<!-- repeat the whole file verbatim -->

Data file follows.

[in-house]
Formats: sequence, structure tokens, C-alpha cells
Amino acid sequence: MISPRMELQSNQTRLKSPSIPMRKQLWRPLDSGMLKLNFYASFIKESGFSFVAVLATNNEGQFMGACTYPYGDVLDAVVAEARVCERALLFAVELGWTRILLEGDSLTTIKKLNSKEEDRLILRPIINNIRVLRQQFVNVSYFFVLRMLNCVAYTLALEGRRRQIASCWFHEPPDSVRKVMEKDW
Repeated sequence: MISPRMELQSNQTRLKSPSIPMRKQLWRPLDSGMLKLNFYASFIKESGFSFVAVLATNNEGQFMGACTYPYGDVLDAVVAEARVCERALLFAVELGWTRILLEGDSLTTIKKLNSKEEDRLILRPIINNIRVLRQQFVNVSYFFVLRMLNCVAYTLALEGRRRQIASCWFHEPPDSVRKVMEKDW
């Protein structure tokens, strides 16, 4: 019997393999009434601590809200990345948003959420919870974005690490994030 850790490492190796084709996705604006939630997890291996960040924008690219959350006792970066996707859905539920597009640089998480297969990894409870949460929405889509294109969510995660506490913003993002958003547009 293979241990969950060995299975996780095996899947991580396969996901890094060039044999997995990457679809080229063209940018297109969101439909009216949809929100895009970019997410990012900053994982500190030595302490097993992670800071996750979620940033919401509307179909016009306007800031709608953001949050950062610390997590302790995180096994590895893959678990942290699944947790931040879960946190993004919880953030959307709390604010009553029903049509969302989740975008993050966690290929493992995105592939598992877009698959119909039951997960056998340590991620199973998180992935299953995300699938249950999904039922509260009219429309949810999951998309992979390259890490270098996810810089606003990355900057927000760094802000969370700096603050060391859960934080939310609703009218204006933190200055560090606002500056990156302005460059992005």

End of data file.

[in-house]
Formats: sequence, structure tokens, C-alpha cells
Amino acid sequence: MISPRMELQSNQTRLKSPSIPMRKQLWRPLDSGMLKLNFYASFIKESGFSFVAVLATNNEGQFMGACTYPYGDVLDAVVAEARVCERALLFAVELGWTRILLEGDSLTTIKKLNSKEEDRLILRPIINNIRVLRQQFVNVSYFFVLRMLNCVAYTLALEGRRRQIASCWFHEPPDSVRKVMEKDW
Repeated sequence: MISPRMELQSNQTRLKSPSIPMRKQLWRPLDSGMLKLNFYASFIKESGFSFVAVLATNNEGQFMGACTYPYGDVLDAVVAEARVCERALLFAVELGWTRILLEGDSLTTIKKLNSKEEDRLILRPIINNIRVLRQQFVNVSYFFVLRMLNCVAYTLALEGRRRQIASCWFHEPPDSVRKVMEKDW
């Protein structure tokens, strides 16, 4: 019997393999009434601590809200990345948003959420919870974005690490994030 850790490492190796084709996705604006939630997890291996960040924008690219959350006792970066996707859905539920597009640089998480297969990894409870949460929405889509294109969510995660506490913003993002958003547009 293979241990969950060995299975996780095996899947991580396969996901890094060039044999997995990457679809080229063209940018297109969101439909009216949809929100895009970019997410990012900053994982500190030595302490097993992670800071996750979620940033919401509307179909016009306007800031709608953001949050950062610390997590302790995180096994590895893959678990942290699944947790931040879960946190993004919880953030959307709390604010009553029903049509969302989740975008993050966690290929493992995105592939598992877009698959119909039951997960056998340590991620199973998180992935299953995300699938249950999904039922509260009219429309949810999951998309992979390259890490270098996810810089606003990355900057927000760094802000969370700096603050060391859960934080939310609703009218204006933190200055560090606002500056990156302005460059992005």